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Mycobacterium: Death by sugar

Functional Glycomics (15 April 2010) | doi:10.1038/fg.2010.15

A sugar-processing enzyme may provide a new therapeutic target for tuberculosis.

Mary O'Reilly Science Illustration

Despite vaccinations, screening, and antibiotics, tuberculosis remains the most deadly of bacterial infections. This global burden is due in part to the rise of drug-resistant strains of Mycobacterium tuberculosis, the bacterium that causes tuberculosis. However, the development of new treatment options requires a better understanding of this pathogen and how it causes disease. In Nature Chemical Biology, William Jacobs and colleagues propose a new approach to destroying tuberculosis – by manipulating the bacteria's own metabolic pathways.

In Mycobacterium, cell wall and capsule components are generated through a four-step pathway in which the sugar trehalose is converted to α-glucan. Each step is catalyzed be a different enzyme. One of these, GlgE, is a maltosyltransferase that converts the intermediate compound maltose 1-phosphate (M1P) to α-glucan. Since the authors were unable to directly delete the GlgE gene in wildtype M. tuberculosis, they hypothesized that the enzyme is required for bacterial survival. To further examine this possibility, they used a back-door method to generate a GlgE-deficient mutant strain. By deleting GlgE in a mutant M. tuberculosis strain already lacking TreS, the first enzyme in the trehalose-converting pathway, live bacteria could be obtained. Then TreS was re-introduced on a plasmid in the presence of an inhibitor. With removal of the TreS inhibitor, a surrogate GlgE knockout strain was born.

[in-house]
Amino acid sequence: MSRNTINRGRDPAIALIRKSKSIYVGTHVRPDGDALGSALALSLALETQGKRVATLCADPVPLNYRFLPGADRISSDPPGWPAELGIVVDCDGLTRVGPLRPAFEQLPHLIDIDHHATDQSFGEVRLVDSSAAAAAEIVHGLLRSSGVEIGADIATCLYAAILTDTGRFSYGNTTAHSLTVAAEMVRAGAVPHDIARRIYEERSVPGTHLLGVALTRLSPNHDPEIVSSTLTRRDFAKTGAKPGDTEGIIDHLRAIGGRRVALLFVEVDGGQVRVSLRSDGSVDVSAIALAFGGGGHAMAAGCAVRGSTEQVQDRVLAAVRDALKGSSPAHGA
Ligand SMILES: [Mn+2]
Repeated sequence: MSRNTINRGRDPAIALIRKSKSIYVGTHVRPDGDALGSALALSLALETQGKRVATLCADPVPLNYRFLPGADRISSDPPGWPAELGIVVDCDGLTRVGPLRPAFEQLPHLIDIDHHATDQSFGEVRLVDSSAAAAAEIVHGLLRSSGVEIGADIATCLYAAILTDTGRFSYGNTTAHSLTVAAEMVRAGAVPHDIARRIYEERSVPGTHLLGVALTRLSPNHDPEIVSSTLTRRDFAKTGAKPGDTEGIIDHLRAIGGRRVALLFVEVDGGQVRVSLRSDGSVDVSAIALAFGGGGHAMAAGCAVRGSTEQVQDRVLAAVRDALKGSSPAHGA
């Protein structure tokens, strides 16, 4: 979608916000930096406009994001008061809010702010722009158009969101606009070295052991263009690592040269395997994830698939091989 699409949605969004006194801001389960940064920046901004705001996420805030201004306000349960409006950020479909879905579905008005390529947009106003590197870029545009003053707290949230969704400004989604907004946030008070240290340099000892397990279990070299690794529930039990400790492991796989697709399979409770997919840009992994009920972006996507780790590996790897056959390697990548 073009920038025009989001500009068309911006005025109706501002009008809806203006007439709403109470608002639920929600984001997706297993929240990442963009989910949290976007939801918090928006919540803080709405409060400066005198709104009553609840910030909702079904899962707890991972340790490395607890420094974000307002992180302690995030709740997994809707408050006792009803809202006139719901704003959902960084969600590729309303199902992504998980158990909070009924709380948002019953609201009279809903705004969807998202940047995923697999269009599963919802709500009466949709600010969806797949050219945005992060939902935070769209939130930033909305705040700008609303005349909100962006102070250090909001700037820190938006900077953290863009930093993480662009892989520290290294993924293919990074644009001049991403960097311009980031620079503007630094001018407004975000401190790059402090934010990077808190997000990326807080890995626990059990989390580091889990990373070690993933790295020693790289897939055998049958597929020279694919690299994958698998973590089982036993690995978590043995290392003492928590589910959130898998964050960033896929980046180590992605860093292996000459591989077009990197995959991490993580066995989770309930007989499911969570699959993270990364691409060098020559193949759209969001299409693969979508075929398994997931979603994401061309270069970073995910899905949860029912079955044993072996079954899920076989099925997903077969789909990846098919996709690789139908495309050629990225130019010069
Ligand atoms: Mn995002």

The GlgE surrogate knockout strain was then used to infect mice. Without the enzyme, the bacteria died rapidly in vivo, suggesting that the GlgE-mediated trehalose pathway is necessary for growth in the host. Since the enzyme wasn't present to convert M1P to α-glucan, the intermediate sugar accumulated to lethal concentrations in the bacteria. The basis for M1P toxicity was revealed by global gene expression analyses: excessive M1P damages bacterial DNA and leads to breakdown of cellular respiratory mechanisms.

GlgE is absolutely required for M. tuberculosis survival. However, some bacteria were able to survive these experiments, probably by circumventing M1P accumulation with loss-of-function mutations in the TreS gene or another enzyme in the pathway. Given that survival of even a few bacteria limits the value of GlgE as a drug target, the authors also explored another pathway that M. tuberculosis uses to generate α-glucan. They found that one of the enzymes in this secondary pathway, the glucosyltransferase Rv3032, could not be inactivated in the mutant M. tuberculosis strain lacking TreS, demonstrating that these pathways are jointly essential.

This timely study demonstrates a two-pronged approach for battling tuberculosis. By inactivating both GlgE and Rv3032, M. tuberculosis bacteria are unable to survive and the chance of selecting for resistant bugs is negligible. Furthermore, as neither humans nor beneficial gut bacteria express GlgE homologues, the side effects of anti-GlgE treatment would most likely be minimal. These results present a new understanding of the molecular mechanisms that drive bacterial pathogenesis and survival, thus providing important clues in the hunt for new M. tuberculosis drug targets.

Heather Buschman

Original research papers

  1. Kalscheuer, R. et al. Self-poisoning of Mycobacterium tuberculosis by targeting GlgE in an a-glucan pathway. Nature Chem. Bio. (published online 21 March 2010) doi:10.1038/NCHEMBIO.340 | Article |